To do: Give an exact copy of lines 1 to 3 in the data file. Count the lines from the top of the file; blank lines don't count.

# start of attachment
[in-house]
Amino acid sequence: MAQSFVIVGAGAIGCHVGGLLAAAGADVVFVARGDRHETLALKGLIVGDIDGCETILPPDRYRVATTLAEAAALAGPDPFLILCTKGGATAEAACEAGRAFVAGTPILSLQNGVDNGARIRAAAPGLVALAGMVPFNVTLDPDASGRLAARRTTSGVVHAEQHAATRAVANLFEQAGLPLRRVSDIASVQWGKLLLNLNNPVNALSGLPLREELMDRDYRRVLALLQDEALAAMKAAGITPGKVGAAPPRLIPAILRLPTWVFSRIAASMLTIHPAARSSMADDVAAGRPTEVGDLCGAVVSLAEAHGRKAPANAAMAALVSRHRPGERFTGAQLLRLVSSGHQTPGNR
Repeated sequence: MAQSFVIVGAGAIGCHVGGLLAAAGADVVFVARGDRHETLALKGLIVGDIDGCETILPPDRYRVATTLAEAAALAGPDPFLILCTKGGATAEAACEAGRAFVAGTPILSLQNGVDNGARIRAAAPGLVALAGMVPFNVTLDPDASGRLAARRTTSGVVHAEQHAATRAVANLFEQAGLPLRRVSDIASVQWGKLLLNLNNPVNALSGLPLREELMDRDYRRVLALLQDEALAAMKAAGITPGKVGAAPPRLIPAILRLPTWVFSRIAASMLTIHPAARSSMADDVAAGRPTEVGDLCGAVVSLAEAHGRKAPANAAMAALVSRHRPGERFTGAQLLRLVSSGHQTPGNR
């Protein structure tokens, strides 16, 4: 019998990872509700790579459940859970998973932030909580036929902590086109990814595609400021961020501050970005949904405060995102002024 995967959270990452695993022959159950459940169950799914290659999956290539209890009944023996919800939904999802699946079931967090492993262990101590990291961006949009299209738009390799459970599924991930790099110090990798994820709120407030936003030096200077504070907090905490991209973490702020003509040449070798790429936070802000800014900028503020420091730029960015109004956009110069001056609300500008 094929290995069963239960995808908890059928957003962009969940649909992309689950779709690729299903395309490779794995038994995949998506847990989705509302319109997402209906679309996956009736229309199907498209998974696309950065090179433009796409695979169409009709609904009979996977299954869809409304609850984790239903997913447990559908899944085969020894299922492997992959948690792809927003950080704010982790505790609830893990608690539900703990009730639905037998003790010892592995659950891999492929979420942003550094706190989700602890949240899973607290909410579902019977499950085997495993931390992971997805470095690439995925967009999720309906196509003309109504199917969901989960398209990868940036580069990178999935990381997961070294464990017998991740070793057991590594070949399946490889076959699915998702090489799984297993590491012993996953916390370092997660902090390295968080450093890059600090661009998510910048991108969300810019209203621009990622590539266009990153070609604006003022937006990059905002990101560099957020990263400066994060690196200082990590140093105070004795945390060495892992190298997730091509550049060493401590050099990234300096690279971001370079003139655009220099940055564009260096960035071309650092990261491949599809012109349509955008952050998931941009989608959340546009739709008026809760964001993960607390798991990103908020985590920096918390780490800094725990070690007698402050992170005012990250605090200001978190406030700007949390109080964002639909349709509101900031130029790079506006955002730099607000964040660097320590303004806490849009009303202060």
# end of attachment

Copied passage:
[in-house]
Amino acid sequence: MAQSFVIVGAGAIGCHVGGLLAAAGADVVFVARGDRHETLALKGLIVGDIDGCETILPPDRYRVATTLAEAAALAGPDPFLILCTKGGATAEAACEAGRAFVAGTPILSLQNGVDNGARIRAAAPGLVALAGMVPFNVTLDPDASGRLAARRTTSGVVHAEQHAATRAVANLFEQAGLPLRRVSDIASVQWGKLLLNLNNPVNALSGLPLREELMDRDYRRVLALLQDEALAAMKAAGITPGKVGAAPPRLIPAILRLPTWVFSRIAASMLTIHPAARSSMADDVAAGRPTEVGDLCGAVVSLAEAHGRKAPANAAMAALVSRHRPGERFTGAQLLRLVSSGHQTPGNR
Repeated sequence: MAQSFVIVGAGAIGCHVGGLLAAAGADVVFVARGDRHETLALKGLIVGDIDGCETILPPDRYRVATTLAEAAALAGPDPFLILCTKGGATAEAACEAGRAFVAGTPILSLQNGVDNGARIRAAAPGLVALAGMVPFNVTLDPDASGRLAARRTTSGVVHAEQHAATRAVANLFEQAGLPLRRVSDIASVQWGKLLLNLNNPVNALSGLPLREELMDRDYRRVLALLQDEALAAMKAAGITPGKVGAAPPRLIPAILRLPTWVFSRIAASMLTIHPAARSSMADDVAAGRPTEVGDLCGAVVSLAEAHGRKAPANAAMAALVSRHRPGERFTGAQLLRLVSSGHQTPGNR